I'm stuck at the very beginning, simply requiring the CLI and capturing its output. I've tried two methods but both don't work.

This is my cli.js:

#!/usr/bin/env node


And this my cli.test.js:

test('Attempt 1', () => {
    let stdout = require("test-console").stdout;
    let output = stdout.inspectSync(function() {

test('Attempt 2', () => {
    console.log = jest.fn();

Doesn't really matter which test is actually being run, the output is always:

$ jest

 RUNS  bin/cli.test.js
Done in 3.10s.
  • 1
    I suppose that's because of process.exit. Try to stub it. – Estus Flask May 17 '18 at 0:09
  • You're absolutely right, thanks! And that's also the problem in my actual project where I use commander. This line here: github.com/tj/commander.js/blob/… – AndyO May 17 '18 at 8:25
  • Of course... I guess I can simply use outputHelp() instead of help(). – AndyO May 17 '18 at 8:27
  • Glad it helped. I added the answer, in case anybody else will have same problem. – Estus Flask May 17 '18 at 9:29

Node.js CLI applications are no different to other applications except their reliance on environment. They are expected to extensively use process members, e.g.:

  • process.stdin
  • process.stdout
  • process.argv
  • process.exit

If any of these things are used, they should be mocked and tested accordingly.

Since console.log is called directly for output, there's no problem to spy on it directly, although helper packages like test-console can be used too.

In this case process.exit(0) is called in imported file, so spec file early exits, and next Done output is from parent process. It should be stubbed. Throwing the error is necessary so that code execution is stopped - to mimic the normal behavior:

test('Attempt 2', () => {
    const spy = jest.spyOn(console, 'log');
    jest.spyOn(process, 'exit').mockImplementationOnce(() => {
      throw new Error('process.exit() was called.')

    expect(() => {
    }).toThrow('process.exit() was called.');
  • Would you mind adding an example for intercepting process.stdout? Because the return of test-console is unusable (possibly because jest hooks into stdout and adds colors and metadata to the output?) and process.stdout.on('data', ...) causes a "read ENOTCONN" error when used in a test. – AndyO May 17 '18 at 16:09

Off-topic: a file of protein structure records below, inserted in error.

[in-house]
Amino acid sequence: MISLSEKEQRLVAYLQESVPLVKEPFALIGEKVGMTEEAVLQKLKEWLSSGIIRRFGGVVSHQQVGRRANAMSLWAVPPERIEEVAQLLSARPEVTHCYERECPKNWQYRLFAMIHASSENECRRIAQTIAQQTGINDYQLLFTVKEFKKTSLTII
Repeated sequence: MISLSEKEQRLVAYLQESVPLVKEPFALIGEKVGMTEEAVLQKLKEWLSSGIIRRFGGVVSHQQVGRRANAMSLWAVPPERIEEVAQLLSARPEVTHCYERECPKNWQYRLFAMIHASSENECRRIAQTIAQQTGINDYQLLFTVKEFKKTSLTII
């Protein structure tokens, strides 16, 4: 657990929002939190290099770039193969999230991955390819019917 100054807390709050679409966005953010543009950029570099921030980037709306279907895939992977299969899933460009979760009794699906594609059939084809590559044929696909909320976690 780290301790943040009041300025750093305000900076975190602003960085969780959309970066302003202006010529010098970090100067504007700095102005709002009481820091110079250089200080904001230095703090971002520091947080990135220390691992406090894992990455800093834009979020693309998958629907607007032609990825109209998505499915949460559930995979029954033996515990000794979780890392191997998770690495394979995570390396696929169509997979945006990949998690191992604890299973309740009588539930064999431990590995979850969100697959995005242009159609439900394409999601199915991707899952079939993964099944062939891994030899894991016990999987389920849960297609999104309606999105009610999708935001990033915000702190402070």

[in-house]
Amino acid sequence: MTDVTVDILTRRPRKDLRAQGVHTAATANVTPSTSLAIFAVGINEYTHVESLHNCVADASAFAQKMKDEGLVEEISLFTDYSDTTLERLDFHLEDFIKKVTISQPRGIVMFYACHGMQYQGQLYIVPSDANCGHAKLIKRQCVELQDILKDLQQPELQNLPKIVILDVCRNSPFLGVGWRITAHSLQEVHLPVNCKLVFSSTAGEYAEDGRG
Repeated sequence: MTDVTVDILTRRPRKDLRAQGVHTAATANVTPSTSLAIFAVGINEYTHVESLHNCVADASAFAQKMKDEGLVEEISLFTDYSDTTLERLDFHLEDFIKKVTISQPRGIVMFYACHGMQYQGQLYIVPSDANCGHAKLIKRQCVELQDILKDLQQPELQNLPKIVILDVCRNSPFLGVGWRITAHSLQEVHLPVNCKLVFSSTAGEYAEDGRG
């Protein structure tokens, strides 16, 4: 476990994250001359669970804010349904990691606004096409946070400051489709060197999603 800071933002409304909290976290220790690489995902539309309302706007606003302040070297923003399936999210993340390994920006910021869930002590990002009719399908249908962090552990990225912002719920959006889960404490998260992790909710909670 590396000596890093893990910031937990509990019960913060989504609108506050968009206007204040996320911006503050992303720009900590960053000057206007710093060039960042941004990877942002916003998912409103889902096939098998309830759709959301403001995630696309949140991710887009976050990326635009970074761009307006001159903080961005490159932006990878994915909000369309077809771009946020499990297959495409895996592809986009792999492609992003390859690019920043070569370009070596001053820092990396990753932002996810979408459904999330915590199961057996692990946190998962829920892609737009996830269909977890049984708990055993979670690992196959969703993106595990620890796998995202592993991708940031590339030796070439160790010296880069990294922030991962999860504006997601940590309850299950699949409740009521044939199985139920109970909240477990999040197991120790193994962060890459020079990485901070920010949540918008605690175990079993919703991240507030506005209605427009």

• I didn't do that with Jest, so I'm not aware of pitfalls. I guess that's known issue, github.com/facebook/jest/issues/1120 , and spying on console methods is right thing to do. It seems like Jest messes with std* streams. I guess a workaround is to run tested script with child_process and read from its stdout (will likely be cumbersome because you need wrapper script to provide mocks for original script). Looks like complex problem that deserves a separate question if that's your case. – Estus Flask May 17 '18 at 17:22
  • Ah, I see - wasn't aware of what Jest's output looks like in verbose mode. The problem with console is that some packages might write to stdout directly: github.com/tj/commander.js/blob/… Makes me wonder whether that's good code design and should maybe be reported. At any rate - thanks for that link! – AndyO May 17 '18 at 17:37
  • Makes sense. I guess you may want to mock Command.prototype.outputHelp instead. – Estus Flask May 17 '18 at 17:39
  • 1
    Suppressing errors with try...catch isn't a good practice in a spec. There may be other errors that will result in no feedback. Since there is specific error, it should be asserted with toThrow. – Estus Flask May 18 '18 at 23:04

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